Norm did not plan at first to be a professional musician. Born in Smolan, Kansas, on July 4, 1928, he was raised in a Christian, but nonmusical, home. He started piano lessons when he was eight, walking a half mile to his grandparents’ house to practice since there was no piano at home. Later the family moved to Lindsborg, Kansas, where the strong musical tradition of the community made a strong impression on him. In 1949 he graduated from local Bethany College with a major in English and a minor in organ. However, he dreaded the prospect of teaching high school English, and enrolled in Chicago’s North Park Seminary. While there, he became a staff musician at Moody Bible Institute’s WMBI, and formed a lifelong friendship with another musician from Lindsborg, John W. Peterson.

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While serving as both youth director and organist at a church in Turlock, California, Norm met Lois Solie. They were married in 1954 and subsequently had two children. “God provided the perfect wife to cope with this disease,” he says.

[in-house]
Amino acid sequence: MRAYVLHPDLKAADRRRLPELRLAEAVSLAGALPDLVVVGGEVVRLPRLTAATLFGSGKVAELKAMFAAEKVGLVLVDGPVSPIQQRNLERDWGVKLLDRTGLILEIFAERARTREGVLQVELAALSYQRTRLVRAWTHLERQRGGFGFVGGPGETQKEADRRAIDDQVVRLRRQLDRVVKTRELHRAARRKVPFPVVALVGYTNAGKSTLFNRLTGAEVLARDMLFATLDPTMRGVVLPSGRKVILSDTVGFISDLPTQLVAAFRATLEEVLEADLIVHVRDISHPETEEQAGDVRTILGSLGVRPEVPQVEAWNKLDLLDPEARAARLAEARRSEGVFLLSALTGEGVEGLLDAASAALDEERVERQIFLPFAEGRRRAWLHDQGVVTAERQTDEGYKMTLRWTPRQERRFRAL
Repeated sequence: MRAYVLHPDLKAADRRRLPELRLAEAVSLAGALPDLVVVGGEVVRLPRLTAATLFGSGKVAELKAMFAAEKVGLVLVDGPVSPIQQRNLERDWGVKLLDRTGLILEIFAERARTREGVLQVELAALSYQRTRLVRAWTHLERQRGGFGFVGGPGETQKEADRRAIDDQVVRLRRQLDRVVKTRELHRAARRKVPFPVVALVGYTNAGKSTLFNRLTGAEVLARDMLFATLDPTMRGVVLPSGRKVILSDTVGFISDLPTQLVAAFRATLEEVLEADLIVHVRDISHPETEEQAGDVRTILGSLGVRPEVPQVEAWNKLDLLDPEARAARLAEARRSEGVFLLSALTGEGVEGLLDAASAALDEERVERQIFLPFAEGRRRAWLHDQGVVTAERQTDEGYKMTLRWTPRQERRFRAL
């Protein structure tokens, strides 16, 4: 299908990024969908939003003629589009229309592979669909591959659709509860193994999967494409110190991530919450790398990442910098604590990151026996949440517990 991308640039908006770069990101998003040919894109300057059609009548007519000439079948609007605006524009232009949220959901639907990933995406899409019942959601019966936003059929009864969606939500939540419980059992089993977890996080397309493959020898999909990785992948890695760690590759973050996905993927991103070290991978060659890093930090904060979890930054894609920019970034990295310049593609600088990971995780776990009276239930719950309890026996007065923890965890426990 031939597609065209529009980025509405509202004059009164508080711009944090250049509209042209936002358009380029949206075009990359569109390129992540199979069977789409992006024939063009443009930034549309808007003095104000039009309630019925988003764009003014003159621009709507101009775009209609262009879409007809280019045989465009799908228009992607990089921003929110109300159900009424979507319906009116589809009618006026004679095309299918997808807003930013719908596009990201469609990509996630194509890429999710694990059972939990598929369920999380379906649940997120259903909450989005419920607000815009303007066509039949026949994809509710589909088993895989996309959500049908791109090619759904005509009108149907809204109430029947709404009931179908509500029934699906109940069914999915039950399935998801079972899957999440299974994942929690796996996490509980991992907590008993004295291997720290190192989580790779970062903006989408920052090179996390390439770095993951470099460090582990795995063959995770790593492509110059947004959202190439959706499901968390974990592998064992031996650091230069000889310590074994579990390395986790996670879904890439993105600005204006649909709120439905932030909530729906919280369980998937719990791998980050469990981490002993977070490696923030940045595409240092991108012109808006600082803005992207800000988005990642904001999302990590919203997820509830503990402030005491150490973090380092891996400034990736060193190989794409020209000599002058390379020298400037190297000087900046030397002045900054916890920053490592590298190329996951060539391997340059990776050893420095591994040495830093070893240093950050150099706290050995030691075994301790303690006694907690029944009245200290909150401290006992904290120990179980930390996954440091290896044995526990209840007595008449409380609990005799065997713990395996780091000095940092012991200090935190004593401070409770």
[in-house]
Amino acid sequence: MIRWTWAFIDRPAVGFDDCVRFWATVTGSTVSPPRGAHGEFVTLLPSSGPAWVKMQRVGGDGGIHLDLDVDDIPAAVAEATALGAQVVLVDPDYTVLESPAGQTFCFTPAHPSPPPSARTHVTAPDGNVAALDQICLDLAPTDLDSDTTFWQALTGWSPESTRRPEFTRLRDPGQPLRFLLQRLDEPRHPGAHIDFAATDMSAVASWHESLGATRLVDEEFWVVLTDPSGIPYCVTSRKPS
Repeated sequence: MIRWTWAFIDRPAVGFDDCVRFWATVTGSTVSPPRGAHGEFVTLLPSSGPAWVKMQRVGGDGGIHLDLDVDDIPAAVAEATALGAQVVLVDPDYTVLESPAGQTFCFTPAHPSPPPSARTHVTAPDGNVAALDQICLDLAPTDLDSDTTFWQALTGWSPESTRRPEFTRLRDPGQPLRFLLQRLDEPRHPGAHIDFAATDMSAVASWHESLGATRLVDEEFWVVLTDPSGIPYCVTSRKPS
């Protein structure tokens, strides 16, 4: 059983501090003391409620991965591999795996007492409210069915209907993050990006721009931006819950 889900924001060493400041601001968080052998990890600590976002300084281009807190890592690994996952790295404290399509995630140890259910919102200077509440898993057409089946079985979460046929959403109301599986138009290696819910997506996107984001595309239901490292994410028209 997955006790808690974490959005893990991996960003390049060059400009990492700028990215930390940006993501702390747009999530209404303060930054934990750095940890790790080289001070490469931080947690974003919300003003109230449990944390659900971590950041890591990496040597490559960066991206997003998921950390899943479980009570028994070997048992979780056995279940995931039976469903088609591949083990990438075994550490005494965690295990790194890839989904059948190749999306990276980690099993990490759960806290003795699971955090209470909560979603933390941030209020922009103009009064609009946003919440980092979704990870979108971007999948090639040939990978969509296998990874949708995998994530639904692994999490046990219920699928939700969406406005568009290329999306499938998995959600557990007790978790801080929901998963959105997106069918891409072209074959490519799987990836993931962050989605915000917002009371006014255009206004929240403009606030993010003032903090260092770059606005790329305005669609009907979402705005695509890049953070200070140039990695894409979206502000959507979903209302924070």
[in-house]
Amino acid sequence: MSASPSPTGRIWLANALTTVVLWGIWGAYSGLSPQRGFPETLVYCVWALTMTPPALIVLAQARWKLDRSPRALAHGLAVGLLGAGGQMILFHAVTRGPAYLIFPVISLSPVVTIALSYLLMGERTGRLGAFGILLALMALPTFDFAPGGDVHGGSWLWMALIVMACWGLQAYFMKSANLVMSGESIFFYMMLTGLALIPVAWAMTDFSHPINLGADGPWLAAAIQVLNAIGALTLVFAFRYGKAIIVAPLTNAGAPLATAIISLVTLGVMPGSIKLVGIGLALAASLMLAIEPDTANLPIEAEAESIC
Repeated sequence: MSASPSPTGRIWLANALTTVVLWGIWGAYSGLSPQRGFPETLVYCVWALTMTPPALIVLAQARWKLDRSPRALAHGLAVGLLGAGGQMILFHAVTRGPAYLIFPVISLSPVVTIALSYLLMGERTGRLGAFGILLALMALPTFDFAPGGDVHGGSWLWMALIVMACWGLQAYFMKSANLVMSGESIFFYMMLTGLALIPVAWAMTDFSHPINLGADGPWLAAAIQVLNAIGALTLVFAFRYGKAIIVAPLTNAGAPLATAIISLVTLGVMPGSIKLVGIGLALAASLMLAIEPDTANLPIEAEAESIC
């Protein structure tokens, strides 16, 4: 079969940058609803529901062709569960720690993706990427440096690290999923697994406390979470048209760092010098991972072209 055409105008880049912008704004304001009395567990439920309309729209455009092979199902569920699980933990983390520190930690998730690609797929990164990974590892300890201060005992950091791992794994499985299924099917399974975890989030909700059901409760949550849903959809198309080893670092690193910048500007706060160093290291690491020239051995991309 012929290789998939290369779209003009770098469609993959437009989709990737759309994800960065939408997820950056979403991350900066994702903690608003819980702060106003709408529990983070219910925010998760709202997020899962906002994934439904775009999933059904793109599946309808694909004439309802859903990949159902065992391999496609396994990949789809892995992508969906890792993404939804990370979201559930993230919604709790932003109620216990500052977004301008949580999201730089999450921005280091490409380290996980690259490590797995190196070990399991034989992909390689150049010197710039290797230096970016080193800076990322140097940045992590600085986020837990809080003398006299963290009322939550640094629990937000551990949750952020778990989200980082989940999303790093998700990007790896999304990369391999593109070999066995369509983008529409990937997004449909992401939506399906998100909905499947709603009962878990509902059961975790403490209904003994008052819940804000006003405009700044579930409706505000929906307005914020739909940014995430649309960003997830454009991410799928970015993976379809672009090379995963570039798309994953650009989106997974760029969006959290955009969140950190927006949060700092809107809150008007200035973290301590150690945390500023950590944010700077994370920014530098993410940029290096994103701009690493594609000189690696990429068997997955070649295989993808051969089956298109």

He enrolled in the University of Southern California’s new church music program under Charles Hirt and received his master’s degree in 1958. He is amazed at how God prepared him. “Seminary made me theologically aware; youth work put me on the leading edge; creative writing and literature studied as an English major helped me with grammar, poetic forms, and meters.”

He faithfully tried to pass on what he learned. Don Wyrtzen says, “Norm taught me a lot; I am indebted to him for helping me learn discipline in the careful execution of my own work.”